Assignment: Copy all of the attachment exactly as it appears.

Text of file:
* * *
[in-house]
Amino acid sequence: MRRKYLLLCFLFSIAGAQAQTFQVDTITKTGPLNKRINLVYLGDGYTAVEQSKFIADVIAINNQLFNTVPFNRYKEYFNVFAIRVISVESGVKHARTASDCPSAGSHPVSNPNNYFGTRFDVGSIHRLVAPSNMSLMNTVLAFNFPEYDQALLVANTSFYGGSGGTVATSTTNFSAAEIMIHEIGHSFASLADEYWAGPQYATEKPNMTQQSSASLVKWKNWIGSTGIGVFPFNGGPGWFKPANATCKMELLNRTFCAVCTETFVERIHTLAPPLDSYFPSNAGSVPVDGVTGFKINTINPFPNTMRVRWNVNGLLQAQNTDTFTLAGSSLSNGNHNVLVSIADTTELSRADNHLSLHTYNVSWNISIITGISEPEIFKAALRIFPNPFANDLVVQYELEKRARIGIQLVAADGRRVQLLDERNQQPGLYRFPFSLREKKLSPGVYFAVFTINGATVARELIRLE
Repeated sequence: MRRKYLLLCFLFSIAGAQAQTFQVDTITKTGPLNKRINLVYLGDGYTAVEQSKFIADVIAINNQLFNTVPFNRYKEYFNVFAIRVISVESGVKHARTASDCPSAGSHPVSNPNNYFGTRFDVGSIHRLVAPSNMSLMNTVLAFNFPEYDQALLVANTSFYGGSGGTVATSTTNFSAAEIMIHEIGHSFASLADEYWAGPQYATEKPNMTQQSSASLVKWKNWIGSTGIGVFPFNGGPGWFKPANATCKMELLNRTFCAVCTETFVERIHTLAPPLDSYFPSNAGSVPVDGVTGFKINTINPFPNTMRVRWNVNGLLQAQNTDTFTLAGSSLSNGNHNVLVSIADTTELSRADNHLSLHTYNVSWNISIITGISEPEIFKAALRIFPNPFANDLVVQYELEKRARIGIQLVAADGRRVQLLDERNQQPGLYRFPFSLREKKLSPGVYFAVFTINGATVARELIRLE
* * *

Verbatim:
[in-house]
Amino acid sequence: MRRKYLLLCFLFSIAGAQAQTFQVDTITKTGPLNKRINLVYLGDGYTAVEQSKFIADVIAINNQLFNTVPFNRYKEYFNVFAIRVISVESGVKHARTASDCPSAGSHPVSNPNNYFGTRFDVGSIHRLVAPSNMSLMNTVLAFNFPEYDQALLVANTSFYGGSGGTVATSTTNFSAAEIMIHEIGHSFASLADEYWAGPQYATEKPNMTQQSSASLVKWKNWIGSTGIGVFPFNGGPGWFKPANATCKMELLNRTFCAVCTETFVERIHTLAPPLDSYFPSNAGSVPVDGVTGFKINTINPFPNTMRVRWNVNGLLQAQNTDTFTLAGSSLSNGNHNVLVSIADTTELSRADNHLSLHTYNVSWNISIITGISEPEIFKAALRIFPNPFANDLVVQYELEKRARIGIQLVAADGRRVQLLDERNQQPGLYRFPFSLREKKLSPGVYFAVFTINGATVARELIRLE
Repeated sequence: MRRKYLLLCFLFSIAGAQAQTFQVDTITKTGPLNKRINLVYLGDGYTAVEQSKFIADVIAINNQLFNTVPFNRYKEYFNVFAIRVISVESGVKHARTASDCPSAGSHPVSNPNNYFGTRFDVGSIHRLVAPSNMSLMNTVLAFNFPEYDQALLVANTSFYGGSGGTVATSTTNFSAAEIMIHEIGHSFASLADEYWAGPQYATEKPNMTQQSSASLVKWKNWIGSTGIGVFPFNGGPGWFKPANATCKMELLNRTFCAVCTETFVERIHTLAPPLDSYFPSNAGSVPVDGVTGFKINTINPFPNTMRVRWNVNGLLQAQNTDTFTLAGSSLSNGNHNVLVSIADTTELSRADNHLSLHTYNVSWNISIITGISEPEIFKAALRIFPNPFANDLVVQYELEKRARIGIQLVAADGRRVQLLDERNQQPGLYRFPFSLREKKLSPGVYFAVFTINGATVARELIRLE